Nuclear America: Military and Civilian Nuclear Power in the United States, 1940-1980

By Gerard H. Clarfield; William M. Wiecek | Go to book overview

10
"Too Cheap to Meter"

THE COMMERCIALIZATION OF NUCLEAR POWER, 1957-1967

THE FRUSTRATIONS AND DISAPPOINTMENTS that the Kennedy administration encountered in the diplomacy of nuclear arms were notably absent in the growth of civilian nuclear power during the same period. The political conflicts of the Strauss-Eisenhower years dissolved, and power reactors seemed to establish their technological feasibility and market competitiveness with relative ease. Faster than even sanguine nuclear proponents dared predict in the 1950s, nuclear reactors came on stream and utilities rushed to place orders for nuclear plants.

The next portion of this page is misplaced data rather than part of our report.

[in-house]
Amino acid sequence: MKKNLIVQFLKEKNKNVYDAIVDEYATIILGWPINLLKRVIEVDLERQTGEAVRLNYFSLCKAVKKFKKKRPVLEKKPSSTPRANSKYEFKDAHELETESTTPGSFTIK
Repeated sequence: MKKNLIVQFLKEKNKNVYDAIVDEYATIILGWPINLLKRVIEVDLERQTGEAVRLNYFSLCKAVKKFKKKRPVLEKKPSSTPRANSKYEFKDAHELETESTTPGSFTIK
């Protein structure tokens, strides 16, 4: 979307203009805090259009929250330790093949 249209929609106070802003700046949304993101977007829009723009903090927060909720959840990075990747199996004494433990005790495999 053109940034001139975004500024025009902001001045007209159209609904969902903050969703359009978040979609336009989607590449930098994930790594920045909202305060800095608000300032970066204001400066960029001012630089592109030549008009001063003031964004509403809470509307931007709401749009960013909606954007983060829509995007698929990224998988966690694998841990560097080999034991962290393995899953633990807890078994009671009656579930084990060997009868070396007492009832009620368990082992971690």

The economics of America's first commercial nuclear power plant, Shippingport, were dismal: it produced electricity at a cost of 64 mills per kilowatt hour at a time when conventional coal- fired plants were producing at 6 mills per kilowatt hour. 1 But rather than daunting nuclear proponents, these figures only stimulated them to demand greater government support for the infant industry. The acrimonious dispute over reactor policy that had plagued Washington since 1955 lingered on, despite the defeat of the Gore-Holifield bill. Joint Committee Democrats, municipal utilities, and rural electric cooperatives continued to demand a more active federal role in developing commercial nuclear power, while in the AEC and in industry, the ideological stance of Lewis Strauss predominated. Strauss remained convinced that the federal role should be limited to removing impediments to wholly private reactor development (such as by

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